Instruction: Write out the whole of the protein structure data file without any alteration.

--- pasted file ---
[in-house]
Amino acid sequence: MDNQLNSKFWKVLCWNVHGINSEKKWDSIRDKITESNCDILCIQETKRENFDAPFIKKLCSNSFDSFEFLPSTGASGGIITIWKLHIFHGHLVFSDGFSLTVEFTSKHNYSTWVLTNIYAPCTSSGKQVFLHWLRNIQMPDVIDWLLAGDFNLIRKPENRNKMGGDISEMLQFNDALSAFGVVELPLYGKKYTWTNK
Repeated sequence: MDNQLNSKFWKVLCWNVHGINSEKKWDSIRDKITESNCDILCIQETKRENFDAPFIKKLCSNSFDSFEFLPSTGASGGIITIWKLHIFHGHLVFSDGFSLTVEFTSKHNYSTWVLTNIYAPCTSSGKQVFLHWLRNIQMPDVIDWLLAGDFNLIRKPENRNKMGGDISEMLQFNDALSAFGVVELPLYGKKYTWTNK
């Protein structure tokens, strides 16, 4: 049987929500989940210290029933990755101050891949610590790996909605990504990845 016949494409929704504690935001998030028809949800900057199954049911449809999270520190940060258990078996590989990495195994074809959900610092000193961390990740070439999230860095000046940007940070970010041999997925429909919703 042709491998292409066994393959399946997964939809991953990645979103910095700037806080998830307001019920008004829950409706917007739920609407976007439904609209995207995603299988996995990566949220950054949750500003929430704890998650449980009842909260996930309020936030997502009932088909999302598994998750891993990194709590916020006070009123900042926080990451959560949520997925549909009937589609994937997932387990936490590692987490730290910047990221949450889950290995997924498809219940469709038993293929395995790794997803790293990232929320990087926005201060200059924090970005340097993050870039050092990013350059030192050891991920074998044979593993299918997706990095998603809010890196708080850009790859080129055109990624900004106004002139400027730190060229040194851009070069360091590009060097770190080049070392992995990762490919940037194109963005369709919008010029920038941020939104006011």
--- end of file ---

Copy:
[in-house]
Amino acid sequence: MDNQLNSKFWKVLCWNVHGINSEKKWDSIRDKITESNCDILCIQETKRENFDAPFIKKLCSNSFDSFEFLPSTGASGGIITIWKLHIFHGHLVFSDGFSLTVEFTSKHNYSTWVLTNIYAPCTSSGKQVFLHWLRNIQMPDVIDWLLAGDFNLIRKPENRNKMGGDISEMLQFNDALSAFGVVELPLYGKKYTWTNK
Repeated sequence: MDNQLNSKFWKVLCWNVHGINSEKKWDSIRDKITESNCDILCIQETKRENFDAPFIKKLCSNSFDSFEFLPSTGASGGIITIWKLHIFHGHLVFSDGFSLTVEFTSKHNYSTWVLTNIYAPCTSSGKQVFLHWLRNIQMPDVIDWLLAGDFNLIRKPENRNKMGGDISEMLQFNDALSAFGVVELPLYGKKYTWTNK
């Protein structure tokens, strides 16, 4: 049987929500989940210290029933990755101050891949610590790996909605990504990845 016949494409929704504690935001998030028809949800900057199954049911449809999270520190940060258990078996590989990495195994074809959900610092000193961390990740070439999230860095000046940007940070970010041999997925429909919703 042709491998292409066994393959399946997964939809991953990645979103910095700037806080998830307001019920008004829950409706917007739920609407976007439904609209995207995603299988996995990566949220950054949750500003929430704890998650449980009842909260996930309020936030997502009932088909999302598994998750891993990194709590916020006070009123900042926080990451959560949520997925549909009937589609994937997932387990936490590692987490730290910047990221949450889950290995997924498809219940469709038993293929395995790794997803790293990232929320990087926005201060200059924090970005340097993050870039050092990013350059030192050891991920074998044979593993299918997706990095998603809010890196708080850009790859080129055109990624900004106004002139400027730190060229040194851009070069360091590009060097770190080049070392992995990762490919940037194109963005369709919008010029920038941020939104006011």